All that paled in comparison to the last minute or so. Isaiah Whitehead took a couple dribbles into the chest of Malik Ellison, and with very little contact, a foul was called that sent Whitehead to the line (he made 1-2 to tie it at 60). Then on the next possession, Seton Hall tried to trap Durand Johnson in front of the scorer's table and Carrington was whistled for a touch foul, sending Johnson to the stripe (there were 52 fouls called in the game, 26 on both teams and 31 total in the second half, so both teams were in the double bonus for a long time). 

The coup de grace for St. John's fans was in the ensuing play after Johnson missed his second free throw. There was a mad scramble for the ball, Whitehead ended up with possession in a sea of Red Storm players and (and this is just from personal memory) appeared to swing his elbows to try and get out of the crowd. A St. John's player hit the deck, but it was St. John's Ron Mvouika who was called for the personal foul. Down 61-60, Whitehead stepped to the line and knocked down both to eventually win the game for the Pirates when they deflected the following inbounds pass with two seconds left.

The fans were hopping mad and mercilessly booed the refs as they walked off the floor right near where media were seated. And that wasn't even the ugliest part of the end of the game...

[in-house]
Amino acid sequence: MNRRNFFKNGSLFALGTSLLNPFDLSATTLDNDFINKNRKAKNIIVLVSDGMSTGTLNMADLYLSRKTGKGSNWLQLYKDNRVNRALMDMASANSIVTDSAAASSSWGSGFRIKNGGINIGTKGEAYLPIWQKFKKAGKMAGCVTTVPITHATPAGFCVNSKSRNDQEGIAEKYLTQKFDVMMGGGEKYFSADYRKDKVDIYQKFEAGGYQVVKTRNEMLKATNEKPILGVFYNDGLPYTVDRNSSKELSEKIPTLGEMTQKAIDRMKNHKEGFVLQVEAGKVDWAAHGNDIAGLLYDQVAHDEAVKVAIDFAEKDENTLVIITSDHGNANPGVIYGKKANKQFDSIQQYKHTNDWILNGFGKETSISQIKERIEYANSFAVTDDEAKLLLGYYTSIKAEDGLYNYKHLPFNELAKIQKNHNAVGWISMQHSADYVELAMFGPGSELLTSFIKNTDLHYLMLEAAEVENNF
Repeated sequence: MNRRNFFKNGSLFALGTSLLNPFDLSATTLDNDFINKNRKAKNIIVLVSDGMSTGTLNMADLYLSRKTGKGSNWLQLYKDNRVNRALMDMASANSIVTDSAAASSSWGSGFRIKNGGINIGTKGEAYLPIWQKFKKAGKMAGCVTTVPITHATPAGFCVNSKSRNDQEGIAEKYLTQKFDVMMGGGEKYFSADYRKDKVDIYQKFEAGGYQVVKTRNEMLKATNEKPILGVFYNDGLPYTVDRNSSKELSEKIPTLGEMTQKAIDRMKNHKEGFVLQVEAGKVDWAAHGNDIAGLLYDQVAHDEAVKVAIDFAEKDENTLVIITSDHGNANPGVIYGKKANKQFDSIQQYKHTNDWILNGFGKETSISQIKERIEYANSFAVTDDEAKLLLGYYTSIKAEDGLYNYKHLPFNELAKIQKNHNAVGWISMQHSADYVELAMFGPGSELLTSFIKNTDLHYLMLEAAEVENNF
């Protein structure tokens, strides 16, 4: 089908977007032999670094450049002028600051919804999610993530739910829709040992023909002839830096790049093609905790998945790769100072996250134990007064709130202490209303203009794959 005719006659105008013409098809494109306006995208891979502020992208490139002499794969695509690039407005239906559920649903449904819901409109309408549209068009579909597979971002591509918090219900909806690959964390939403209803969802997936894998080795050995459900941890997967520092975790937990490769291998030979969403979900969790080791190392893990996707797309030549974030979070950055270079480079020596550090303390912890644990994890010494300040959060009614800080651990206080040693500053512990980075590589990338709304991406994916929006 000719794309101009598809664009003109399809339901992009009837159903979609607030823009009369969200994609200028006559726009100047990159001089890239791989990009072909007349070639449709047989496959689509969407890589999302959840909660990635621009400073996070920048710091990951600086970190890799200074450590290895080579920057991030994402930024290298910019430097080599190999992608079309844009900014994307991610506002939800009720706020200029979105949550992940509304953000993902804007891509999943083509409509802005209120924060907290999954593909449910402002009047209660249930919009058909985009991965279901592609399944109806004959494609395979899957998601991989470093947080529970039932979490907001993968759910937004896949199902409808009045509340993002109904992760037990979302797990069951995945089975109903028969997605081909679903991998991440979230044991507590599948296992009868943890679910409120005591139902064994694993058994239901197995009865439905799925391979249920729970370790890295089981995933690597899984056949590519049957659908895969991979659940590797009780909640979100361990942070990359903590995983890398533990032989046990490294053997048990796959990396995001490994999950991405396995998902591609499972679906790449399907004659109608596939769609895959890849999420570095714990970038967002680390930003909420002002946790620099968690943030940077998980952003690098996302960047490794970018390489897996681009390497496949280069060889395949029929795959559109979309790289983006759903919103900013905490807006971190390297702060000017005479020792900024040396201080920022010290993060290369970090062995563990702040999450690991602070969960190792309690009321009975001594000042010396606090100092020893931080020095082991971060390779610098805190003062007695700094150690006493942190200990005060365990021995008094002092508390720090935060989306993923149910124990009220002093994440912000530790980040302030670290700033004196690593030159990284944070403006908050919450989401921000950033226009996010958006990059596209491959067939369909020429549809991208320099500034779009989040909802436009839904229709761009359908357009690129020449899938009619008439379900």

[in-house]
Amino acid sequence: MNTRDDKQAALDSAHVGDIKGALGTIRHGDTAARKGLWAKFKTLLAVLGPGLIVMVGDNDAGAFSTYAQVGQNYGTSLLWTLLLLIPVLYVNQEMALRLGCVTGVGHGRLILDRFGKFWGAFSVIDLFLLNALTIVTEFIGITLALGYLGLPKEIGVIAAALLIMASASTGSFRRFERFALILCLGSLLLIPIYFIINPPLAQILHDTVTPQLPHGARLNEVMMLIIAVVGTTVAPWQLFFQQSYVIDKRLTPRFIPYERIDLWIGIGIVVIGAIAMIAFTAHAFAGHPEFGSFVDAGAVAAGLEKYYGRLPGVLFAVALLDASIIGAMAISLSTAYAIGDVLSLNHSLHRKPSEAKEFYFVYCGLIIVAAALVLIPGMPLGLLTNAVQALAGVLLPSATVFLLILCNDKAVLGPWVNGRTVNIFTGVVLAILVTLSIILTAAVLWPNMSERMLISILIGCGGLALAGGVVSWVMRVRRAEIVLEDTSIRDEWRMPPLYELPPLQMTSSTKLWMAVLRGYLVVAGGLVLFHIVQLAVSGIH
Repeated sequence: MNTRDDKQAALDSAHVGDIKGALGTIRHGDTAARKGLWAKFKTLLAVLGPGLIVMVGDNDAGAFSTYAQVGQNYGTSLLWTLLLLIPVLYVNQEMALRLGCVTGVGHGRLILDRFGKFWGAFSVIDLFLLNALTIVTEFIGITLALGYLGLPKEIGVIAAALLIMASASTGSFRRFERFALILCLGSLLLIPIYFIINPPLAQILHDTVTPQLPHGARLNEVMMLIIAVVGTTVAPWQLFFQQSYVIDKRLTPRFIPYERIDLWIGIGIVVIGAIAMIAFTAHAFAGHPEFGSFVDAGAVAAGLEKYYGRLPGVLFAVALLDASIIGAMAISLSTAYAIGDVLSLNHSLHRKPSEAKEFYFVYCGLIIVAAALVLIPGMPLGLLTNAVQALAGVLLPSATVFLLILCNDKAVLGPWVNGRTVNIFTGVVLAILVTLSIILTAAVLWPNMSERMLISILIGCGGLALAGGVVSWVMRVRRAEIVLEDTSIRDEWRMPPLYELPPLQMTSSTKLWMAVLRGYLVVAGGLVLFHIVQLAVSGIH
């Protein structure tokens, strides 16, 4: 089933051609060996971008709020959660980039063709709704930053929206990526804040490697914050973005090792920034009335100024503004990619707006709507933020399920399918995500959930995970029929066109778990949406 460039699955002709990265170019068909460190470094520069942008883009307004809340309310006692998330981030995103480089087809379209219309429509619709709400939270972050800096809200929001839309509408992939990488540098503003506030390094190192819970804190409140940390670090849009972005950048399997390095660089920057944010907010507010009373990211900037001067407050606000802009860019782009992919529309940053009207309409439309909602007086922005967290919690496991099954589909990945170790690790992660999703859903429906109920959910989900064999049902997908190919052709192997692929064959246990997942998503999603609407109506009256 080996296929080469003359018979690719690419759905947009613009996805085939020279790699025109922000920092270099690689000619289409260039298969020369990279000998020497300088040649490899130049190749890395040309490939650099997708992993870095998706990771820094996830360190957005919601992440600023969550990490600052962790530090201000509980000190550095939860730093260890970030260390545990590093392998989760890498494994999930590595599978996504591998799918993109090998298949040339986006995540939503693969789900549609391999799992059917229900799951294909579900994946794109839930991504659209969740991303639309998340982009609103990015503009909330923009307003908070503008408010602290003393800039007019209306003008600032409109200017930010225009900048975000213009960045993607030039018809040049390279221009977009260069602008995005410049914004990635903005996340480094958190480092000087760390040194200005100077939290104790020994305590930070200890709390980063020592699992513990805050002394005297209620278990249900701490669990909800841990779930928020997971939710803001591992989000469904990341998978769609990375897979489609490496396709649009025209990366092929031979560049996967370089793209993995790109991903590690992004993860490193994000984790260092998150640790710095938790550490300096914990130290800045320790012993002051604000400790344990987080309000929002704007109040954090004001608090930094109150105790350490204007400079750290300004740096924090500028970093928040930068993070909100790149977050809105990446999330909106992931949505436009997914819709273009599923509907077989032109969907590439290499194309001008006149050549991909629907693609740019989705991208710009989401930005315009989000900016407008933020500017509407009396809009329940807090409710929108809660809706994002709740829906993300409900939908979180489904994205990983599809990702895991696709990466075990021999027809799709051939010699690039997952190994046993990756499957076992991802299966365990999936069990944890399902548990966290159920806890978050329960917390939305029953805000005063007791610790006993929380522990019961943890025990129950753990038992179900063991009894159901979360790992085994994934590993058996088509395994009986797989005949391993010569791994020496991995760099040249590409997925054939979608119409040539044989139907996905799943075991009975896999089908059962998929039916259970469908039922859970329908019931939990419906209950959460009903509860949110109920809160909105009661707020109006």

5. The Handshake Line

After everything was said and done, apparently more was said between the two teams in the handshake line that led to both teams having to be separated from each other. It was a rough end to a rough game. The teams played rough. The officiating was rough. The environment of the Garden only heightened everything. One must wonder whether the bad tempers will linger into whenever the next meeting between these teams may be.

Bottom Line: Very simply, the Pirates survived. Whitehead was 8-10 from the line to offset his 1-12 shooting performance, but also added three rebounds, three assists, two blocks and six steals to help the Pirates to the win, and his line kind of tells the story of the game for Seton Hall- it sure wasn't pretty, but pretty doesn't count when it comes to March Madness. This team has real hopes of dancing next month and a loss to last-place St. John's would have torpedoed those chances. The Pirates now have home dates with Providence and then Xavier before road games at (gulp) Butler and DePaul. Every game is critical this time of the year, and Seton Hall will have the resolve they showed today sternly tested. But they got out of Dodge with a win today, and that's what counts.

Quotes from Kevin Willard (Seton Hall head coach):

"This was the game that I looked at over the last week and a half and thought this would be our toughest game. My New York kids coming back to the Garden and I... thought St. John's was playing harder than anyone else in the Big East. That was just an old-school, grind-it-out game- both teams played extremely hard. We got lucky enough to make free throws at the end."

On the postgame confrontation: "Just two teams that battled really hard. There was nothing to it. Sometimes that happens. I think that's why in the NBA everyone just walks to their locker rooms. Sometimes the handshake probably isn't the greatest idea."

No comments:

Post a Comment